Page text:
That last question is essential. Imagine: a parent calls the front office to let them know they will be bringing their child’s lunch by later that day. The parent gets a happy, helpful voice on the phone that let’s them know it’s not a problem and explains where they can drop off the lunch. But when the parent shows up at the school, he/she encounters a grumpy curmudgeon at the front desk who sighs deeply and grudgingly says he/she will get the lunch to the student.
When your school makes a commitment to provide a friendly, welcoming environment, you’re making a promise to your publics that once their children are enrolled in your school, you will continue to treat them with respect and provide excellent customer service. When you follow through on this promise, it builds trust and loyalty. When you don’t, it creates disillusion and uncertainty. Simply put, it leaves a bad taste in the customer’s mouth.
A Bad Example
Let me tell you about the time a restaurant chain made a promise it didn’t back up, leaving me with a bad taste in my mouth. The tagline for this particular restaurant is, “When you’re here, you’re family!” My friend chose this restaurant for her birthday dinner several years ago. You know how most restaurants sing you a song and bring you a complimentary dessert or scoop of ice cream on your birthday? This one didn’t. When we asked about it at the end of our meal, the server told us, “We don’t do that here.” I was genuinely surprised and said, “Wait, aren’t we supposed to be like family when we’re here? That’s the motto, isn’t it?” The server said, “I’m sorry, we’ve never done that. It’s company policy.”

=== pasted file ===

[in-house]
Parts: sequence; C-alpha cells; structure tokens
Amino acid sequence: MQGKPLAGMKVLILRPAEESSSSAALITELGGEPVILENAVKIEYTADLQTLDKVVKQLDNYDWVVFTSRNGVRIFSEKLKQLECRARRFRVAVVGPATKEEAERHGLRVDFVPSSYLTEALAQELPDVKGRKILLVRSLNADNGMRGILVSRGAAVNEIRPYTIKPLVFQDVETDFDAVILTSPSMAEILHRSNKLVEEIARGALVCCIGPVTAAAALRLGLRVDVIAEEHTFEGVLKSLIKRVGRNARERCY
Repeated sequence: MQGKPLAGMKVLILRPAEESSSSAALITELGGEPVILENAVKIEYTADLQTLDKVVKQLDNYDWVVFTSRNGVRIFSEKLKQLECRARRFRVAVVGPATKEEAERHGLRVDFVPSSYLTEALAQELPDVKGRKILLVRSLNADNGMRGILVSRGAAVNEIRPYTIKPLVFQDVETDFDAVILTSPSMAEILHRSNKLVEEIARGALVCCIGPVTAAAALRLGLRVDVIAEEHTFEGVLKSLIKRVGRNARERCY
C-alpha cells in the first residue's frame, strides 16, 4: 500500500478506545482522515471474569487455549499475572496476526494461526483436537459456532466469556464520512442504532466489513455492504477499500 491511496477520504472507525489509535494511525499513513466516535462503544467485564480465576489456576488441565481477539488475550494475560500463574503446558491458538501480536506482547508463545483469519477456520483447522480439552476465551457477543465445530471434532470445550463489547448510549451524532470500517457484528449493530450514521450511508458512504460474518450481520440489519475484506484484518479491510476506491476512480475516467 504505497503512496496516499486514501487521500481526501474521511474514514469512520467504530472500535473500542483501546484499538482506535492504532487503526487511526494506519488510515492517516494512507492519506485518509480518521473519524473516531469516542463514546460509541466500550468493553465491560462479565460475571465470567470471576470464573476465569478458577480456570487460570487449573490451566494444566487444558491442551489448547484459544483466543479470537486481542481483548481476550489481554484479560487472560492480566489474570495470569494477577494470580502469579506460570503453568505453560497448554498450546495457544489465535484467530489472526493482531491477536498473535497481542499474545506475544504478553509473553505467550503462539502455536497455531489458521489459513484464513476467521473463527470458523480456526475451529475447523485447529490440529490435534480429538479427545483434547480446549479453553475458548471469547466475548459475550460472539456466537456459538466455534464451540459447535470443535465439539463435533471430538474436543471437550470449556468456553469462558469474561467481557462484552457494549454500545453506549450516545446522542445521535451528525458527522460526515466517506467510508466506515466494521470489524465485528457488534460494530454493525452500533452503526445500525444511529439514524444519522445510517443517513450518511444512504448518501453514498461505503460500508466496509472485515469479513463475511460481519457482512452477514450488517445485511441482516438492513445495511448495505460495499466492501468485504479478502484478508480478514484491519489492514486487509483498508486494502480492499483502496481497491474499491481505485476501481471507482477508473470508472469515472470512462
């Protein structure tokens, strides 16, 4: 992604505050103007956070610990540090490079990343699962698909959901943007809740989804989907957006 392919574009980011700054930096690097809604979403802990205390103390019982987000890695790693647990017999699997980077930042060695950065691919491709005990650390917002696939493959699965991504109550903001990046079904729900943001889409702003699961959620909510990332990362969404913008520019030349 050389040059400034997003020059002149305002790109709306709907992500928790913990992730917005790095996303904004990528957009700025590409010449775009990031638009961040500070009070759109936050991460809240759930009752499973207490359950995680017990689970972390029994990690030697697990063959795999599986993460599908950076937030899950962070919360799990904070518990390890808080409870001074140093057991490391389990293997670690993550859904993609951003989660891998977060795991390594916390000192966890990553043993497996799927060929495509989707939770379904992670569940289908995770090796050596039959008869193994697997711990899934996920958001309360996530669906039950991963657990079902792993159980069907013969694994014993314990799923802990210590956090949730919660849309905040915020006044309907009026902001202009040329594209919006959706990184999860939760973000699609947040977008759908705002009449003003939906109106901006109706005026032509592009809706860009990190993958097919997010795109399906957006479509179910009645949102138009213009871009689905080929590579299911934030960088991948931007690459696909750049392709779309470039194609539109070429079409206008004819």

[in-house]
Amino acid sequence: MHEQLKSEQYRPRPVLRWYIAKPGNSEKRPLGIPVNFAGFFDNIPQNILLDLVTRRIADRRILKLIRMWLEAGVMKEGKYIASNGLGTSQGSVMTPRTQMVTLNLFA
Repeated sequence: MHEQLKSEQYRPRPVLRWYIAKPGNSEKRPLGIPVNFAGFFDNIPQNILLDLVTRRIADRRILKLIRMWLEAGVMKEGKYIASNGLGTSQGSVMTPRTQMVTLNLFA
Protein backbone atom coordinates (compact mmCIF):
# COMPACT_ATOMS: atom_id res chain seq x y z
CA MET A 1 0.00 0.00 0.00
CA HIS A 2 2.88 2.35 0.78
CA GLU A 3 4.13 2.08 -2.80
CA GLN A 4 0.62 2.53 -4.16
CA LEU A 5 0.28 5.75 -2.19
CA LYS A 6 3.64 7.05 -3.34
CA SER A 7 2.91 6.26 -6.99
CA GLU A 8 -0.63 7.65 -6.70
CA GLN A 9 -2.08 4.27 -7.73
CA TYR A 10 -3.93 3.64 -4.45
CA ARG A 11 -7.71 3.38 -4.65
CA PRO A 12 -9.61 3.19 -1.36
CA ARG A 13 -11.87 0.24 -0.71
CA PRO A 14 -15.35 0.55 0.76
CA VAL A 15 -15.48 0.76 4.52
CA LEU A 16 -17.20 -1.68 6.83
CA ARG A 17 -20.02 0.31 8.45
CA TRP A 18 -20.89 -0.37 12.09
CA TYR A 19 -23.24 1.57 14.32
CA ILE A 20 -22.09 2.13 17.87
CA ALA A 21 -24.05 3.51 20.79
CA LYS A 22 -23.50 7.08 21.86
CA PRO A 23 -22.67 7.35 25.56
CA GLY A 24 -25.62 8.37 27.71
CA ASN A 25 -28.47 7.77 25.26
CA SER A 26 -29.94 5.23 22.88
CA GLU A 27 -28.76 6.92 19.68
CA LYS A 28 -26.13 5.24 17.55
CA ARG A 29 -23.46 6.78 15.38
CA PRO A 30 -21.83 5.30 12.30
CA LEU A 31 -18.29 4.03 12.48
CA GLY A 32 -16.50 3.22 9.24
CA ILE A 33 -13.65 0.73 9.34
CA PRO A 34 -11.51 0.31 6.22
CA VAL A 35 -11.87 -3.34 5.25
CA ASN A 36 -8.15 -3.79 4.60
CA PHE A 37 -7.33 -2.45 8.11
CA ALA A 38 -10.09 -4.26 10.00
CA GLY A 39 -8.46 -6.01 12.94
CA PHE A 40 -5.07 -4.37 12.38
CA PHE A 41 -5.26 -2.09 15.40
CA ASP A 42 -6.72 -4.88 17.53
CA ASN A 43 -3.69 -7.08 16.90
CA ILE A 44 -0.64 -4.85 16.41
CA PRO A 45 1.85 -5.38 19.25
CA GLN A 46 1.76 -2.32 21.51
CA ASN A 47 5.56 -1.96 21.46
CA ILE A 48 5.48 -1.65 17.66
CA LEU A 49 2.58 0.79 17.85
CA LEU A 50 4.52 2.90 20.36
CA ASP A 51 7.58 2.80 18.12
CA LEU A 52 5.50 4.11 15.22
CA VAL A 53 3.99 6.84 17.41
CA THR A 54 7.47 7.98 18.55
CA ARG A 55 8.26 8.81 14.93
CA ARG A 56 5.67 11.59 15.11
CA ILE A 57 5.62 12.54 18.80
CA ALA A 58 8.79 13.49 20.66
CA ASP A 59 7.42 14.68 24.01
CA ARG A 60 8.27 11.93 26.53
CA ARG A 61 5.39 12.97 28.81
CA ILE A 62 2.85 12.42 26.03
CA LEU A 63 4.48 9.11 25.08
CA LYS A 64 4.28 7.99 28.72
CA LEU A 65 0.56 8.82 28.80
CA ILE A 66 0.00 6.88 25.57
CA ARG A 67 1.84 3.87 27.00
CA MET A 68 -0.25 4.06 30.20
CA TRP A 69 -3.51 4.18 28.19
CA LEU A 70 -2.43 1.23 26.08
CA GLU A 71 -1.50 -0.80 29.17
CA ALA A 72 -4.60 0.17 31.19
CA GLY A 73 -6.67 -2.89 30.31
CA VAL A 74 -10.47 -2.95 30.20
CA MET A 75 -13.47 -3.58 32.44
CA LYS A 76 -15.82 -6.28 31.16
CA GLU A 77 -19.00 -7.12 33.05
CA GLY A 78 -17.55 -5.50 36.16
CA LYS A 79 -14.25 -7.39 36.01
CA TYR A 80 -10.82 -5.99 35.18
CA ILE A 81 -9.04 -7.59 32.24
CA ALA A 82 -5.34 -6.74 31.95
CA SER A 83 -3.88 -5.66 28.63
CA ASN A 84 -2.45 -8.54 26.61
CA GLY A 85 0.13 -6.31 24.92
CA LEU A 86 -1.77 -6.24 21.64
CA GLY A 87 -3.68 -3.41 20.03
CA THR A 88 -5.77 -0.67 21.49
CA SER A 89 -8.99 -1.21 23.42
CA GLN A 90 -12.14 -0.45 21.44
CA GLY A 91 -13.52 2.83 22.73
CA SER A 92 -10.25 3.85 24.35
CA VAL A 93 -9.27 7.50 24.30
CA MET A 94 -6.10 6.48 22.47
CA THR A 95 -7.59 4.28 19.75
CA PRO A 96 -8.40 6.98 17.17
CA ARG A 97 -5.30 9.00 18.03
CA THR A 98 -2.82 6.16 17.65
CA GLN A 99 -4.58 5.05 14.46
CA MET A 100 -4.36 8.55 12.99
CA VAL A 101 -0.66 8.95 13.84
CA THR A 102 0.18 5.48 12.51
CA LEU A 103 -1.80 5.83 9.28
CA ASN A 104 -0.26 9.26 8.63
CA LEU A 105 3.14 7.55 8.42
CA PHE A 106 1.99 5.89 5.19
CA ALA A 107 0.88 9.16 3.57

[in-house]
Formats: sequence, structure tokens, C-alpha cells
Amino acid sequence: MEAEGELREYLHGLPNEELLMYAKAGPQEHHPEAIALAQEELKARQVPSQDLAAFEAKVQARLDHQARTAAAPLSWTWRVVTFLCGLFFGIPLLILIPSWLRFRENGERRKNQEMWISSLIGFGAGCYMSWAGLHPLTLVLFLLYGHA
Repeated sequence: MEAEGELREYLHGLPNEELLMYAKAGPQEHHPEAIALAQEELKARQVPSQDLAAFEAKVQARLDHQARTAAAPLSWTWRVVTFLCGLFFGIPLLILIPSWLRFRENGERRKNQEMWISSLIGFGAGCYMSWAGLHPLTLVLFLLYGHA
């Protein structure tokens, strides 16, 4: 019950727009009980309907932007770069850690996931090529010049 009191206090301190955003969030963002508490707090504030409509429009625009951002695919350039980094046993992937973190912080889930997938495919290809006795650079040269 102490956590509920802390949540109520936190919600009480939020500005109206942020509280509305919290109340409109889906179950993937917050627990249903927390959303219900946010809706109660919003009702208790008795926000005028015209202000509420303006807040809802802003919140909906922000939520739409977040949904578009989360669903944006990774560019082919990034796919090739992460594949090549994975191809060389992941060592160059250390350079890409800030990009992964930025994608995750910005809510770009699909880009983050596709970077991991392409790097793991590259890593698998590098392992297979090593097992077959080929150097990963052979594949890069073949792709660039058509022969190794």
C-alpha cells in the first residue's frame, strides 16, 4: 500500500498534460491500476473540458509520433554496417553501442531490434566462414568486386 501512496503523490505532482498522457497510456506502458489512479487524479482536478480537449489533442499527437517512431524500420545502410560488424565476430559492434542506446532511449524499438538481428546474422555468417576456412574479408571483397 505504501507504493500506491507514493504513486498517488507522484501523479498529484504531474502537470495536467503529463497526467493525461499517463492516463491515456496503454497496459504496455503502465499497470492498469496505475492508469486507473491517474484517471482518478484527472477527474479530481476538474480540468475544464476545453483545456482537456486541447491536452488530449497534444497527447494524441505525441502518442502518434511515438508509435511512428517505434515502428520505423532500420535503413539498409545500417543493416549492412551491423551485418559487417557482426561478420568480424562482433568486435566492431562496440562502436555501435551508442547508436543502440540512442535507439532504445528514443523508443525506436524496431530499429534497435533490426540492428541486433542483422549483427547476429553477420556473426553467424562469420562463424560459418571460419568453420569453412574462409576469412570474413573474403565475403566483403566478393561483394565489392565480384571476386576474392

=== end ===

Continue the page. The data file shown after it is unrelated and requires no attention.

I don’t know about you, but I get dessert from my family on birthdays. And, for me, there was a definite disconnect between what this restaurant chain purported in their tagline and the actual experience at their restaurant on a special occasion. I’m glad to report their policy on birthday desserts has since changed; however, because of that experience, I rarely return to that restaurant and, despite its policy change, I certainly don’t choose it when I’m taking my friends and family out for birthday dinners or special occasions.
How It Translates to Marketing for Your School
Consistently creating and providing a welcoming, friendly environment is the key to great customer service. But why does it matter?
The short answer is that it is not enough to provide excellent education service; we must also create relationships and emotional connections with parents, students, and community members. That’s what we mean when we talk about school public relations.
Public relations is often a misunderstood concept in the overall stratagem of communications and marketing. School public relations can be defined as the development and maintenance of a favorable public image. Your school’s public image consists of your school culture, reputation, and brand—all of which have ties to your school customer service.
I told you about my great experience at the hotel in this blog; I even wrote a review for them on Google where I mention how wonderful the customer service was. I also told you about the less-than-favorable experience I had at a restaurant, and I tell that story every time a friend asks me why I don’t want to eat there. This is word-of-mouth marketing, and it happens every day in personal interactions, online, and in social media. Your customer experiences translate directly to school marketing.
In our increasingly technological society, our social interactions and simple acts of courtesy and kindness are more important than ever. Even one person’s attempt to provide above-and-beyond customer service to those with whom they come in contact can radically improve your school culture and your school’s reputation and brand. Imagine getting everyone on board!
Katie Brooks, School Public Relations Manager